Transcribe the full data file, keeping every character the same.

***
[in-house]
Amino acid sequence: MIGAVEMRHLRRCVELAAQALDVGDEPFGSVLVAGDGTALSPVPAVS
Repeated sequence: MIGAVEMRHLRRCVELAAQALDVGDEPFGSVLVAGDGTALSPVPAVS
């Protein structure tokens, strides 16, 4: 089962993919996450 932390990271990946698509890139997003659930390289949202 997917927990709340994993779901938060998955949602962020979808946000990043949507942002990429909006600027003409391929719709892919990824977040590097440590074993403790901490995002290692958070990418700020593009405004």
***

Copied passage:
[in-house]
Amino acid sequence: MIGAVEMRHLRRCVELAAQALDVGDEPFGSVLVAGDGTALSPVPAVS
Repeated sequence: MIGAVEMRHLRRCVELAAQALDVGDEPFGSVLVAGDGTALSPVPAVS
């Protein structure tokens, strides 16, 4: 089962993919996450 932390990271990946698509890139997003659930390289949202 997917927990709340994993779901938060998955949602962020979808946000990043949507942002990429909006600027003409391929719709892919990824977040590097440590074993403790901490995002290692958070990418700020593009405004």